Turns out `good` cholesterol can at times be `bad`
It turns out what\'s referred to as \"good\" cholesterol might actually put you at a much greater risk of heart disease.
Washington D.C: It turns out what's referred to as "good" cholesterol might actually put you at a much greater risk of heart disease.
The generally accepted medical maxim that elevated HDL cholesterol (HDL-C) is "good" has been overturned by a multi-center, international study, led by researchers from the the University of Pennsylvania.
They show that a certain genetic cause of increased HDL-C may actually be "bad," noting that a specific mutation in a gene which encodes a cell receptor protein that binds to HDL prevents the receptor from functioning.
The mutation causes an increased risk of coronary heart disease even in the presence of elevated levels of HDL-C or "good" cholesterol.
Senior author Daniel J. Rader said that the results indicate that some causes of raised HDL actually increase risk for heart disease. This is the first demonstration of a genetic mutation that raises HDL but increases risk of heart disease.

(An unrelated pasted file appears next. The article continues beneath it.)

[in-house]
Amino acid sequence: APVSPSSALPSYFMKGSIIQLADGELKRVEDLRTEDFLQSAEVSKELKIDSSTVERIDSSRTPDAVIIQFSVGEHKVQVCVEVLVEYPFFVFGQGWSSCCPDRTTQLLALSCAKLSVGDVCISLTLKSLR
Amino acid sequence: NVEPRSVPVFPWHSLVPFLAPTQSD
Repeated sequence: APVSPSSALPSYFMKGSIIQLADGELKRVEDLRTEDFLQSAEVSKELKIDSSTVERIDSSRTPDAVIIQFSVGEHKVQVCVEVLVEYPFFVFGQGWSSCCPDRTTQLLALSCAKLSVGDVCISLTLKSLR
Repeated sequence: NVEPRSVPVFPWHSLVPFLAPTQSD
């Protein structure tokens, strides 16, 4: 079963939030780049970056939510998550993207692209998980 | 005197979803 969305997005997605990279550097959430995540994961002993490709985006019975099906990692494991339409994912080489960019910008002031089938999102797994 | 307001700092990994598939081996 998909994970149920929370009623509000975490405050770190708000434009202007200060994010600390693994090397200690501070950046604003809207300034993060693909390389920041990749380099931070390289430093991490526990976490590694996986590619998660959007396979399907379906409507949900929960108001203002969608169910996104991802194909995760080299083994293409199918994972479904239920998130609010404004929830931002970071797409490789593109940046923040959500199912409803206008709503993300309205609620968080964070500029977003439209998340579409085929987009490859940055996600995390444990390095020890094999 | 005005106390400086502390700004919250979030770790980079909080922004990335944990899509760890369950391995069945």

Rader and his colleagues sequenced the lipid-modifying regions of the genomes of 328 people with markedly elevated HDL (along with a control group with lower HDL) to identify genetic causes of high HDL. One of the genes they focused on was SCARB1, which encodes for Scavenger Receptor B1 (SR-B1), the major receptor for HDL on cell surfaces.
In the course of this sequencing, they identified, for the first time, a person without any SCARB1 function, typified by an extremely high HDL-C level of about 150 mg/dL, whereas the normal level is about 50 mg/dL. The subject had two copies of a SCARB1 mutation called P376L, which the team showed caused a breakdown in HDL receptor function.
Rader suggests that a therapeutic approach to increase the expression or activity of SCARB1 could be a new way to reduce the risk of heart disease even though it would reduce HDL blood levels.
He added, "The work demonstrates that the protective effects of HDL are more dependent upon how it functions than merely how much of it is present," Rader concluded. "We still have a lot to learn about the relationship between HDL function and heart disease risk."
Their findings are published in Science.